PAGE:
Barker Martin

Condo-HOA Blog

Developer Liability for Implied Warranty of Suitability

There is a common misconception among builders and buyers of condominium conversions that builders who convert apartments into condos are only liable for “what they touch” or the parts of the condominium that they actually improve. This is not correct. In fact, there are a number of avenues for recovery when a conversion condominium experiences leaks or other problems relating to original construction defects even when the converter did not touch that part of the building. Among these is a claim against the converter under the implied warranty of suitability, which is just now getting some focus in the industry. 

In addition to the well-known warranties of quality for work actually done by a builder converting a building into condos, the Condo Act also provides that the creator of the condominium warrants that “a unit and the common elements in the condominium are suitable for the ordinary uses of real estate of its type.” This is called the implied warranty of suitability or fitness. Unlike the implied warranties of quality, this warranty applies to units and common elements, regardless of whether the developer did any work on those elements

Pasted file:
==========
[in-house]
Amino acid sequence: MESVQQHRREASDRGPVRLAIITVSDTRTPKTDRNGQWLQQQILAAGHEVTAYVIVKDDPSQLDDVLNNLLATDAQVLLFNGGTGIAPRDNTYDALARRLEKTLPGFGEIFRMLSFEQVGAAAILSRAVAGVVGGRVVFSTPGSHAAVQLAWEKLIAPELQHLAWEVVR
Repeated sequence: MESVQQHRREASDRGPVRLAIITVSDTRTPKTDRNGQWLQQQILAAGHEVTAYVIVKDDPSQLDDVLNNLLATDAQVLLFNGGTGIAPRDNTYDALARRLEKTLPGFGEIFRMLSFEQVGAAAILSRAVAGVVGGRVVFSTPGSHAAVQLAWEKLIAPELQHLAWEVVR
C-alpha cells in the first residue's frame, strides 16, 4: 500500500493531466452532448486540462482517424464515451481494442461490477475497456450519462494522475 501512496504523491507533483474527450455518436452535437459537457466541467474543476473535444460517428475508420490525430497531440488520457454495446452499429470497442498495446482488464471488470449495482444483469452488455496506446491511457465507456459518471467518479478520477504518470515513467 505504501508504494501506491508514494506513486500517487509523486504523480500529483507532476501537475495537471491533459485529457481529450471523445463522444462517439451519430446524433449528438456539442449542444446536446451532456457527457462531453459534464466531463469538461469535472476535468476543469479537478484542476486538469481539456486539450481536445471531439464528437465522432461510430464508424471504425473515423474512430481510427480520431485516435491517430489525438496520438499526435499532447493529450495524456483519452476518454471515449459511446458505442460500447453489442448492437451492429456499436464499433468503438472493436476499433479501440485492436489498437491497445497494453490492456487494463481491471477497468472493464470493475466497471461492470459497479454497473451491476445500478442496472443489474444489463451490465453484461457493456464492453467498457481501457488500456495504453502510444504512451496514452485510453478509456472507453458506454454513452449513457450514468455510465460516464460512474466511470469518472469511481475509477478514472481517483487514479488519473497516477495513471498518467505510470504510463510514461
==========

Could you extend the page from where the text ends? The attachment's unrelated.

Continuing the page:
It is unsettled what “suitable for ordinary uses” means because there is no further definition of the term in the statute, nor are there any published legal opinions relating to this matter in the context of conversion condominiums. It may be that this warranty equates with a warranty of habitability, meaning the building is so unsafe as to be virtually uninhabitable under certain circumstances. But it may mean just what it says – that the building is “unsuitable” for its ordinary uses rather than uninhabitable. We have and will continue to argue that a building that leaks is unsuitable for use as someone’s home. To our knowledge, this theory has not been tested in the courts, but we expect to see breach of this warranty pleaded in the near future, especially where, for example, a 75-year-old apartment has been converted for current use as condos with little to no renovation.